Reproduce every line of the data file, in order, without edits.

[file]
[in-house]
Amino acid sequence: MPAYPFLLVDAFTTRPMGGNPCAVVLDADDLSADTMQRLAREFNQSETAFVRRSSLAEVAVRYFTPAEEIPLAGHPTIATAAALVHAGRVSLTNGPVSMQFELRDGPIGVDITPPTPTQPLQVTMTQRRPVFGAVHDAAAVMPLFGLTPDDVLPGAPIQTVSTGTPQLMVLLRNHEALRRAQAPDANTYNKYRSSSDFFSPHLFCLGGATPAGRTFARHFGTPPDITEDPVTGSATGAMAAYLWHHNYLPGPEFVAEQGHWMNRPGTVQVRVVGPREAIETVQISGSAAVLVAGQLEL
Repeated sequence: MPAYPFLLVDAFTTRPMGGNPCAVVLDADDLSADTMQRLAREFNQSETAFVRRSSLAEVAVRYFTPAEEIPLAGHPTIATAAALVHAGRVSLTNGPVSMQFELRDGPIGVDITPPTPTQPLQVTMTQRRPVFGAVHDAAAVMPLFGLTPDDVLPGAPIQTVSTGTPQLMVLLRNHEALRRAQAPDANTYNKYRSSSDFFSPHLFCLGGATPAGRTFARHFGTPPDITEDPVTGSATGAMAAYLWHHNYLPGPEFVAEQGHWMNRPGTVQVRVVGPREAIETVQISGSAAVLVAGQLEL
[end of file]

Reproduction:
[in-house]
Amino acid sequence: MPAYPFLLVDAFTTRPMGGNPCAVVLDADDLSADTMQRLAREFNQSETAFVRRSSLAEVAVRYFTPAEEIPLAGHPTIATAAALVHAGRVSLTNGPVSMQFELRDGPIGVDITPPTPTQPLQVTMTQRRPVFGAVHDAAAVMPLFGLTPDDVLPGAPIQTVSTGTPQLMVLLRNHEALRRAQAPDANTYNKYRSSSDFFSPHLFCLGGATPAGRTFARHFGTPPDITEDPVTGSATGAMAAYLWHHNYLPGPEFVAEQGHWMNRPGTVQVRVVGPREAIETVQISGSAAVLVAGQLEL
Repeated sequence: MPAYPFLLVDAFTTRPMGGNPCAVVLDADDLSADTMQRLAREFNQSETAFVRRSSLAEVAVRYFTPAEEIPLAGHPTIATAAALVHAGRVSLTNGPVSMQFELRDGPIGVDITPPTPTQPLQVTMTQRRPVFGAVHDAAAVMPLFGLTPDDVLPGAPIQTVSTGTPQLMVLLRNHEALRRAQAPDANTYNKYRSSSDFFSPHLFCLGGATPAGRTFARHFGTPPDITEDPVTGSATGAMAAYLWHHNYLPGPEFVAEQGHWMNRPGTVQVRVVGPREAIETVQISGSAAVLVAGQLEL